Go Down

Topic: inconsistent readings from analogRead() (Read 23209 times) previous topic - next topic

TonyL

Greetings Everyone,

I have a project in which I'm using the Mega 2560 in combination with the motor shield to position two linear actuators based on some calculations.  This is for a solar tracker where azimuth and elevation calculations are done at 5 second intervals.  Right now I'm just working on the azimuth portion.  My actuator has a feedback mechanism consisting of a 10kohm potentiometer.  I'm using the 5V from the Mega as the reference voltage across the potentiometer and I have the wiper of it connected to analog input A0. 

I've noticed that I get inconsistent readings when performing an analogRead() of the pot even though the actuator is at the same position-i.e., fully retracted so that the wiper voltage should be close to the reference, usually about 4.81V.  The last time I attempted to do this the voltage reading from the analog input was 2.82V when fully retracted.  I disconnected the pot from the analog input and measured its voltage at 4.81V.  My question is why is this happening?  I would expect this to be a high impedance input when configured as such so am confused as to why it should be dropping so much voltage.  I'm also using the analogRead() to monitor the reference voltage across the pot and this stays very near to 5V.

Thank you in advance for any insights or thoughts you could offer on this.

Tony

robtillaart

Bad contacts? 

2.82V is somewhere in the middle which could indicate a floating line...

Furthermore as you know approx what value to expect, you can adapt your code to ignore outliers, e.g. do a resample. But that would be a workaround.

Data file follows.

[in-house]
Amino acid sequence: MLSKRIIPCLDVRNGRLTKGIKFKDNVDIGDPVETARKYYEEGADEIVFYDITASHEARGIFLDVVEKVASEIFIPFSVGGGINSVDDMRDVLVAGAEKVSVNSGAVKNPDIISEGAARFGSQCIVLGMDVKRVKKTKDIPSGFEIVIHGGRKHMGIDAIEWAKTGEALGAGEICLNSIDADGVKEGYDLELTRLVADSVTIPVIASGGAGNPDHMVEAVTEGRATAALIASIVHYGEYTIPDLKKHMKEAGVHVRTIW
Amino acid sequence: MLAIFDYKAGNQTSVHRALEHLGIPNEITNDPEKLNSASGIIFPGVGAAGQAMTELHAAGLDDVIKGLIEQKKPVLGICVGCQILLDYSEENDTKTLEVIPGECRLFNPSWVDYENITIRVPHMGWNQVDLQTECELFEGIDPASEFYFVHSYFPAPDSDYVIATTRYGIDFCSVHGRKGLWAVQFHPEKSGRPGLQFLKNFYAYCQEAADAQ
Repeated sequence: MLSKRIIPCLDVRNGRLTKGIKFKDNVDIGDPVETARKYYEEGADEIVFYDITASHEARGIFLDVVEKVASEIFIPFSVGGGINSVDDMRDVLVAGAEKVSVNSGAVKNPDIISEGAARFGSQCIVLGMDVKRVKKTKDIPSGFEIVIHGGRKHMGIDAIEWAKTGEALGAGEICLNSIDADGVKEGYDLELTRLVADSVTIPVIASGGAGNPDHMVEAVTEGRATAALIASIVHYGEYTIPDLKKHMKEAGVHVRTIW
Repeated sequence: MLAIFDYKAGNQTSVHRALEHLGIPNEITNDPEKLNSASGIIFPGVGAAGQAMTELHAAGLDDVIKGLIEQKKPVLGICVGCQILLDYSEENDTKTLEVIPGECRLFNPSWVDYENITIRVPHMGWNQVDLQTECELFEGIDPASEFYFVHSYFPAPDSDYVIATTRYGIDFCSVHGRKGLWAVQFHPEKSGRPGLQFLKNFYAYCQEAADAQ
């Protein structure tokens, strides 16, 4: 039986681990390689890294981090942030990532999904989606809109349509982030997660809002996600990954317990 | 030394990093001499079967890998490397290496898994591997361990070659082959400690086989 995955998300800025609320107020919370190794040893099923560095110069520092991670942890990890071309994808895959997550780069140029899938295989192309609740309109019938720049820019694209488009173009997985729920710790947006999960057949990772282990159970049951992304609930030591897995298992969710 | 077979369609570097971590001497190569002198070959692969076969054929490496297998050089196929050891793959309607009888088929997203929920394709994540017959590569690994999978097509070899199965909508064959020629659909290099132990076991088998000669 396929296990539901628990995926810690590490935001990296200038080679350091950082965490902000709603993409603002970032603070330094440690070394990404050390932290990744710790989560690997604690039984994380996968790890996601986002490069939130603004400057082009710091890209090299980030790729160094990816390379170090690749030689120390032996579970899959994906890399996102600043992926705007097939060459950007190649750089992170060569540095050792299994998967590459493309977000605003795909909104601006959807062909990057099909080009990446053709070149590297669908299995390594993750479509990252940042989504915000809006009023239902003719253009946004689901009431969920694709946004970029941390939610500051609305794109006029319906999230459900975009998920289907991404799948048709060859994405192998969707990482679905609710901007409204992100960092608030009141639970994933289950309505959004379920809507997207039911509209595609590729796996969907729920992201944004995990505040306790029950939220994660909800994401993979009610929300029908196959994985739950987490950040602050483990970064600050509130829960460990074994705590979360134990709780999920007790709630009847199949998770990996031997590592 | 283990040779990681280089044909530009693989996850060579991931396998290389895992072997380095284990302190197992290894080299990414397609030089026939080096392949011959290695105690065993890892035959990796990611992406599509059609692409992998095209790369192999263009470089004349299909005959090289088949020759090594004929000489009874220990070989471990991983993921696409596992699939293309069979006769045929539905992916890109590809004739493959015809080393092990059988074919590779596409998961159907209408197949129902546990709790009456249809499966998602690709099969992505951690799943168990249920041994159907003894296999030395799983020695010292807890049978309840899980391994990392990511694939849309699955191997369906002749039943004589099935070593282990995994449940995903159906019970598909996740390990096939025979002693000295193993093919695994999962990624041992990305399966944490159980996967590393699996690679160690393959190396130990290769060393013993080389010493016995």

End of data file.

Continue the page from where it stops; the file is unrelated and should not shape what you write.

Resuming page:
Rob Tillaart

Nederlandse sectie - http://arduino.cc/forum/index.php/board,77.0.html -
(Please do not PM for private consultancy)

MarkT

No chance of interference on the potentiometer wiring?  Is its wiring shielded?
[ I won't respond to messages, use the forum please ]

wildbill

Are you using analogRead for anything else? As the analog pins share a single A2D, rapid use of it can cause the previous read to impact the next. A common workaround in this situation is to read twice on each input, ignoring the first.

MarkT

That precaution is only needed if the source impedance is greater than 10k, its due to the pre-charge time of the ADC sample/hold capacitor.
[ I won't respond to messages, use the forum please ]

Docedison

Good engineering practice would require a voltage follower to eliminate any loading by the A/D input and NO re-use of the 'critical ?' A/D input. IMHO

Doc
--> WA7EMS <--
"The solution of every problem is another problem." -Johann Wolfgang von Goethe
I do answer technical questions PM'd to me with whatever is in my clipboard

MarkT

Good engineering practice is read the datasheet rather than use guesswork.
[ I won't respond to messages, use the forum please ]

Docedison

I did customer service for about 15 years and the most used comment was RTFM... Read That Fine Manual...

Doc
--> WA7EMS <--
"The solution of every problem is another problem." -Johann Wolfgang von Goethe
I do answer technical questions PM'd to me with whatever is in my clipboard

Constantin


Good engineering practice is read the datasheet rather than use guesswork.

Though to be fair, some datasheets are easier to parse than others. I'm still scratching my head over the TI ADC I'm using re: differential vs. unipolar mode, the datasheet made the differences between those modes a lot harder to understand than was necessary, IMO.

Go Up